Local runner: Boston Marathon has taken on new meaning

by: Kerry Kavanaugh Updated:

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ATLANTA, Ga. —

Runners from across Georgia are returning to Boston this weekend to run a marathon that has taken on a new meaning.

Among them, a Hall County runner and her husband who was at the finish line last year when two bombs went off.

"This isn't about me. This is about Boston, the survivors, and showing that we are stronger,” Theresa Panter told Channel 2’s Kerry Kavanaugh.

On Monday, Theresa Panter will run her 16th Boston Marathon.  Panter says she's taking care of some unfinished business.

"I heard the first bomb go off and, to me, I thought it was a canon,” she said.

After the second explosion, security forced runners backward on the course. It was the moment tragedy marred the 2013 race. The pressure-cooker bombs killed three people and wounded 264.

At the time, Panter was nearing the homestretch, minutes from seeing her husband, Allan, at the finish line.

"Not knowing where he was, I (was) just praying that he was helping and not hurt," she said.

In the midst of the chaos was Allan Panter, a Hall County emergency room physician.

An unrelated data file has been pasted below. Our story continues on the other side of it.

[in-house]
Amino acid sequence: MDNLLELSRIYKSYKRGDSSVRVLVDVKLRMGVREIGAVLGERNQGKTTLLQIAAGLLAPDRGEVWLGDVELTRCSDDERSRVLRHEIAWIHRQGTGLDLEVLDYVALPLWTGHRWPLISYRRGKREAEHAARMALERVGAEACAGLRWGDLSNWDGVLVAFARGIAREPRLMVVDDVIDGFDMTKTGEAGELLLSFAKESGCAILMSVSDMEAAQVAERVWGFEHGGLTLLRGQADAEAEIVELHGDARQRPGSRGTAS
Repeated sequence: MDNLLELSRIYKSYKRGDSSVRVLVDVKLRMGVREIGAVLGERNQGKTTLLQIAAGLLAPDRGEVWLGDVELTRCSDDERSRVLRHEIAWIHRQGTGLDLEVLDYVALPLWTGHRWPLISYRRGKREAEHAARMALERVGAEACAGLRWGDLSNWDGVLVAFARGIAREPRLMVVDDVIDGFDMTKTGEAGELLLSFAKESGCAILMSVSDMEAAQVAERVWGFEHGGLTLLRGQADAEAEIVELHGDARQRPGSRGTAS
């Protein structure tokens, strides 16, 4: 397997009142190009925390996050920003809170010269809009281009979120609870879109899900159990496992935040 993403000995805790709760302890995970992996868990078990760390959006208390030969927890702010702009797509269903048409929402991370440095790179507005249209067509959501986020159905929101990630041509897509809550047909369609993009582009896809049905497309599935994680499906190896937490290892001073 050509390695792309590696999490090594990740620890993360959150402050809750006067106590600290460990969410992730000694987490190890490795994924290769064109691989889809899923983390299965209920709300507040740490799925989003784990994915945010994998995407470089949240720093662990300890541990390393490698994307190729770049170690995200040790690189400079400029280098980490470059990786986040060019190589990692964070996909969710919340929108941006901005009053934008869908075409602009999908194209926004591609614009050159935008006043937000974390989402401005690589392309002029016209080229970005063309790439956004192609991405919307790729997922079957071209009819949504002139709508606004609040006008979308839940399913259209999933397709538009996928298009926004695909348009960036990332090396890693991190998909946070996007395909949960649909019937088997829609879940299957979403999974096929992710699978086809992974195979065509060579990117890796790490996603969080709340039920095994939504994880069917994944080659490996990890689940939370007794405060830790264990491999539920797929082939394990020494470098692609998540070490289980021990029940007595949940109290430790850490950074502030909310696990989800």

When Kavanaugh first met Panter last year in Boston he said his instincts took over.

“The bomb went off and he reacted to the right, and when he turned back left he was basically the only one standing," Theresa Panter said.

 Dr. Panter created tourniquets and performing CPR, triaging patients right along the race route.

Dr. Panter is also heading back to Boston this year.

He'll be there supporting his wife just as he has every Boston Marathon before, waiting at the finish line.

"I know that the survivors will be in the bleachers and I know my husband will be standing there,” she said.

Panter says she's truly running for a reason. She was asked to join ’Team Bouman’. Jeff Bouman is one of the people her husband tended to at the finish line. Bouman lost his legs. He will be at the finish line alongside Dr. Panter on Monday.